Inextricable are the names Lemania and Omega, never far apart over the past 100-odd years. The former was a small specialist maker founded by Alfred Lugrin in 1918 as Lemania-Lugrin SA to concentrate on the production of chronographs, at a time when everything from aviation and motor racing to military and sport requirements increased demand for this most useful of complications.
Lemania was not established, as one might suppose, on the shores of Lac Léman. Instead, it was located further north, in the village of L’Orient, in the Vaudoise Siberia, just to the east of where the Orbe empties its chill flow into Lac du Joux.
With economic troubles looming, Omega joined forces with Tissot in February 1930, allowing them to pool their technical strengths and their markets. Two years later, Lemania made it a triumvirate, gaining a seat on the board of Société Suisse pour l’Industrie Horlogère, or SSIH as the group was known – not to be confused with SIHH. This secured for Lemania the loyalty of one of its oldest customers, and one of the world’s strongest watch brands: in 1936, a half-million Omega watches were in production at any one time in the factory, and over 9 million of the company’s products are reported to have been in current use in that year.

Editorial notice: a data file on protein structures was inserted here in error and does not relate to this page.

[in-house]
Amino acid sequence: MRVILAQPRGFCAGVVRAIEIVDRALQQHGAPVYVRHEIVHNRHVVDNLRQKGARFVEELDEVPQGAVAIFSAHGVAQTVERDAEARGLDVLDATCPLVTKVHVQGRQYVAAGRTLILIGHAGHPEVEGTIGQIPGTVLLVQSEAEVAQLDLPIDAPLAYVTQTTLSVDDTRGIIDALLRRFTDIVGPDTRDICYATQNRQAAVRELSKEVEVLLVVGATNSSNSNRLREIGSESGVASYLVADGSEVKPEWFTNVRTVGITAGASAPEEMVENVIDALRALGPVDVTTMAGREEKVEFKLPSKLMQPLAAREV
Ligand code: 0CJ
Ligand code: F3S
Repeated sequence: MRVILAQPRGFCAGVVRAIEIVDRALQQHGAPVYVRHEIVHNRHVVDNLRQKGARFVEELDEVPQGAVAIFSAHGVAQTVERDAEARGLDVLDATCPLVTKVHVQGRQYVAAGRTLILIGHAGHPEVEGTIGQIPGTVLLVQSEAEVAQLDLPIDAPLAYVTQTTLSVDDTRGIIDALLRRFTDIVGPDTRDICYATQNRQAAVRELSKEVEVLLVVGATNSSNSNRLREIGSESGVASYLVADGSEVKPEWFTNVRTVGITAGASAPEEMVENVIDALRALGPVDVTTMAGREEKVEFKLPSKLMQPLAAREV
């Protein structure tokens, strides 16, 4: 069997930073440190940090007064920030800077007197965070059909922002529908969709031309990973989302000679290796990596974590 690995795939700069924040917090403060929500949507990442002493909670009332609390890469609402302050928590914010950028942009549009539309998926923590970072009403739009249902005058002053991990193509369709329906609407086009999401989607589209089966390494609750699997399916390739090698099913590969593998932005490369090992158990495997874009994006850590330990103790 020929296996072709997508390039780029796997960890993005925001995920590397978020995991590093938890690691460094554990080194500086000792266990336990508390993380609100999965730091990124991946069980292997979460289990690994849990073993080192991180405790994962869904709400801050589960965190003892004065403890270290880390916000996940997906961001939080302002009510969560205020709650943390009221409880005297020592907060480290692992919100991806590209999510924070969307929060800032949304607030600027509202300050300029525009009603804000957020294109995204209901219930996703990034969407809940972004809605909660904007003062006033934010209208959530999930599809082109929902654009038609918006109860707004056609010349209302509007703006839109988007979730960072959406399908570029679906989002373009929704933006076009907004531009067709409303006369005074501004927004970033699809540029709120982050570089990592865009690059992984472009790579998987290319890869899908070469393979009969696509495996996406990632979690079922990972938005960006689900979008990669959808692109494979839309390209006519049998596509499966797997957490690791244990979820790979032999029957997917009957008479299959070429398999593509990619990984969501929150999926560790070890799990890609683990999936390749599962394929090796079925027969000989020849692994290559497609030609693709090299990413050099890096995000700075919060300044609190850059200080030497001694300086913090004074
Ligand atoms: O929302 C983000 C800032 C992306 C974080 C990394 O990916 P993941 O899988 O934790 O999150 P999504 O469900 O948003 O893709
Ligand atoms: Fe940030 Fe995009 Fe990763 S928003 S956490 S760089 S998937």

Patek Philippe, Vacheron Constantin, Audemars Piguet – each of the “Big Three” has been seduced by the goodness of the Lemania Calibre CH27, whether under the auspices of SSIH, Groupe Horloger Breguet, or indeed, Manufacture Breguet, as it has now become under the Swatch umbrella. The point is that the movement enjoys a history of considerable gravity, having survived one industrial onslaught after another – in fact, not just survived but thrived, garnering the respect of the industry’s leading producers.